Sometimes ignorance is bliss.
I’m glad I didn’t understand what I was about to do. I just followed my daughter up six flights of stairs, anticipating a fun, fast, but not suck-your-breath-away ride. At the top, we boarded the four-person yellow rubber raft, grabbed ahold of the handles, and with a shove from the attendant, were off.
Let’s just say there was a lot of screaming, squealing, gasping and breath-holding (mostly on my part) as the gushing water propelled us through the tunnel, spun us around, dropped our raft into a free-fall and spit us out at the bottom of the big yellow tube.
Now I get why they call this ride the Howlin’ Tornado.
It was our first day of a three-day weekend at Great Wolf Lodge waterpark in Garden Grove, and after taking on the Tornado, I knew I had to pace myself. The rest of my family did it the right way; they worked up to the Tornado. They began with the Totem Towers — open, three-story, body slides that are a whole bunch of slippery fun, but don’t make you wonder whether you’ll survive.
My husband and I were celebrating a milestone anniversary and needed a destination that would appeal to three generations. Having been to Great Wolf Lodge in 2016, we decided to re-visit. In the end, even the oldest among us admitted a good time was had by all.
Southern California comes late to the Great Wolf Lodge experience.
Most of the 14 waterparks are in the East and Midwest, but the West is catching up. There are lodges in Washington and Colorado, and one under construction in Scottsdale, Arizona.
The waterpark, hotel and restaurants are fully geared for family fun.
The ample variety of rooms sleep up to eight and each has a microwave, larger-than-average hotel frig and ample shelf space. Prices include waterpark admission and sizable discounts are available if you book at least 60 days ahead.
All guests get waterproof wristbands that unlock room doors and conveniently (maybe too much so!) pay for food, entertainment and souvenirs. (At check-in, be sure to designate which wristbands can be used to charge goods and services.)
After the 11 a.m. checkout, families can stay on at the waterpark for no extra charge.
There are plenty of lifeguards throughout the 105,000-square-foot indoor waterpark, where guests plow through 7,000 to 9,000 towels daily. And surprisingly, the park uses only 565,000 gallons of filtered, heated and treated water that continuously circulates — less than what is in an Olympic-sized pool.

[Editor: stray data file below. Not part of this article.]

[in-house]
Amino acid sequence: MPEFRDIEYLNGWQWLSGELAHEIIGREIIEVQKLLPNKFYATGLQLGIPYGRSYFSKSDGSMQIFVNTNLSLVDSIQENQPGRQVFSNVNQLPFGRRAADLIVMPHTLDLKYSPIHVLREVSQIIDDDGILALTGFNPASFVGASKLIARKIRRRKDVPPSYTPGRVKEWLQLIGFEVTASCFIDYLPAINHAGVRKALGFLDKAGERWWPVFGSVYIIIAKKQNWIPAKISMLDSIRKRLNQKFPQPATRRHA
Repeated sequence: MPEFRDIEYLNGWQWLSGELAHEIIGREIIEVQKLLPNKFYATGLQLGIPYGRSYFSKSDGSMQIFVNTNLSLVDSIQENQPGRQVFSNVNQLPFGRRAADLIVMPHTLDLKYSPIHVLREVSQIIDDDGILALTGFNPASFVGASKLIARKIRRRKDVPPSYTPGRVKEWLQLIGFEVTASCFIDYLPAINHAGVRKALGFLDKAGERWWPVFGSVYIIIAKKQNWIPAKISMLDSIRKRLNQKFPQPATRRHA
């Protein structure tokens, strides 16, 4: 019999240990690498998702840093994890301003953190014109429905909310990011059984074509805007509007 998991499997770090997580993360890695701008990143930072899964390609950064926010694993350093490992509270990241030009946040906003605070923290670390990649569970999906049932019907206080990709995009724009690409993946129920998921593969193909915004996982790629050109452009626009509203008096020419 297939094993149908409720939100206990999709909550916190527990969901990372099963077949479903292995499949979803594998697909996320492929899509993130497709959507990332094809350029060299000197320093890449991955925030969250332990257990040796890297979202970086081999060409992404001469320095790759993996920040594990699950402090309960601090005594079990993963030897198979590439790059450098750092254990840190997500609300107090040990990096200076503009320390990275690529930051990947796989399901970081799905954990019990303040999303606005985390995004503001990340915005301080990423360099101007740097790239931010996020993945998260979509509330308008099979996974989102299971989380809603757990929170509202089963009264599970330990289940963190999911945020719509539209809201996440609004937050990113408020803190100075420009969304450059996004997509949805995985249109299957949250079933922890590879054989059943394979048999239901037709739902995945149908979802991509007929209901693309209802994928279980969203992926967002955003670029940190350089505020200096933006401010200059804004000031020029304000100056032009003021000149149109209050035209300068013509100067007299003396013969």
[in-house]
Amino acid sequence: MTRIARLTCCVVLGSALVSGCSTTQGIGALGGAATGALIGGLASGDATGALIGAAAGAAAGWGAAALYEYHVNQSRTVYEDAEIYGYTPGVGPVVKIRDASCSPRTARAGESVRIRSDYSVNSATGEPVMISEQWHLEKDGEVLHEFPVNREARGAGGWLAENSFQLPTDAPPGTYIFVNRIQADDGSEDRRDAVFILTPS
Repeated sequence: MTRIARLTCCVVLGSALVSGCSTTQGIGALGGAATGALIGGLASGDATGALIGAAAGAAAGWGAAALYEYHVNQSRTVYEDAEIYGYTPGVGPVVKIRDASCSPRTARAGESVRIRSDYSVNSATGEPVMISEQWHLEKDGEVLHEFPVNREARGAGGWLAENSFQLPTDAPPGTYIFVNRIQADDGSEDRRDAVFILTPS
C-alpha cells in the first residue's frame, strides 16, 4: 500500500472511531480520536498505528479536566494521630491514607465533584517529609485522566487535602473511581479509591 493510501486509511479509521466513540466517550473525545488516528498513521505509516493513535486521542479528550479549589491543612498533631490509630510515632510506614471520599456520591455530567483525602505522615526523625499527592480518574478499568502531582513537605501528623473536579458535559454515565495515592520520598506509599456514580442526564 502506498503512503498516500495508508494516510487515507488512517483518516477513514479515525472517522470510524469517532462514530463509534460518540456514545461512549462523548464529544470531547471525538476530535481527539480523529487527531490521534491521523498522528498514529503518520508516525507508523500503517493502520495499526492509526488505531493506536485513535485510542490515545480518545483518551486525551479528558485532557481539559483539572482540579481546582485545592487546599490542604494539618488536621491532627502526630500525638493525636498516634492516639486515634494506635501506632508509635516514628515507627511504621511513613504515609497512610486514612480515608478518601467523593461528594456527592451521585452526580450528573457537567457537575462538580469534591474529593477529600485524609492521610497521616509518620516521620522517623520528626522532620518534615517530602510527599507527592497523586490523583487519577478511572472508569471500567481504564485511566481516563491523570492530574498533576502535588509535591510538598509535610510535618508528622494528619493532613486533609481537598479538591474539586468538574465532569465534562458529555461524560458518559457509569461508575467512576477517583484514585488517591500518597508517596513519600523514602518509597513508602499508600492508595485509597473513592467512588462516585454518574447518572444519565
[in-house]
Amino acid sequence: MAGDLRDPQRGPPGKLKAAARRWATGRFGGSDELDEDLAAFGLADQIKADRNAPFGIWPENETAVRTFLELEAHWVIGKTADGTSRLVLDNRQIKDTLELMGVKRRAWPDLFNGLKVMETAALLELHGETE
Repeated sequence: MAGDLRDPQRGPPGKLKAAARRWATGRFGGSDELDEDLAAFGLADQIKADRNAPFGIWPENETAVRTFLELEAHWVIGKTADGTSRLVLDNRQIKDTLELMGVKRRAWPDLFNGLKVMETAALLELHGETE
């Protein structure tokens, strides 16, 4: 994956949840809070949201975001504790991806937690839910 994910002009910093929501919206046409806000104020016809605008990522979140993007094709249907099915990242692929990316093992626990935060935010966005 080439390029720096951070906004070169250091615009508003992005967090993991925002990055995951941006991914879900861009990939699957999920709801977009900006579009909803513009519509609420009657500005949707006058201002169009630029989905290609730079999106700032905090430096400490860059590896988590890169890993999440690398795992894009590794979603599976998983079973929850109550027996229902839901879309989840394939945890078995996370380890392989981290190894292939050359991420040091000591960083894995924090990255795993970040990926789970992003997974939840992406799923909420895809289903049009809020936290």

Kids qualify for various rides and elements according to size, which is indicated by an additional wristband. When everyone is thoroughly waterlogged, there are other entertainment forums like miniature golf, 3-D movies, the fantasy game MagiQuest, and free daily activities are held in various areas around the resort.
When it comes to food, special attention is given to those with special needs in the five restaurants. Rice flour is substituted for wheat flour in all fried foods and other recipes, and “guests have absolutely no idea that these are gluten free,” said Chef Hany Ali, who has been at the theme park since it opened.
“We have designated allergy areas in our kitchen. We are a 100 percent nut- and peanut-free facility. We also have gluten-free bread puddings and vegan chocolate cake. You try it and you’ll never think there is a difference.”
Accommodating those with special needs is the current trend in the restaurant business, Hany explained. He works with local culinary schools teaching students how to do this because “demand requires that schools shift gears because there are so many people with allergies. This is the direction the world is going in. If you have allergies, we don’t punish you.”
Visit www.greatwolf.com or call 888.960.9653. Special activities offered during Spring-a-Palooza celebration March 9 to April 15. For more photos and commentary, visit www.facebook.com/elouise.ondash.
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E’Louise Ondash is a veteran, award-winning journalist who was an investigative reporter, feature writer and columnist for the Times Advocate and the North County Times. She has written travel features for The Coast News since 2003.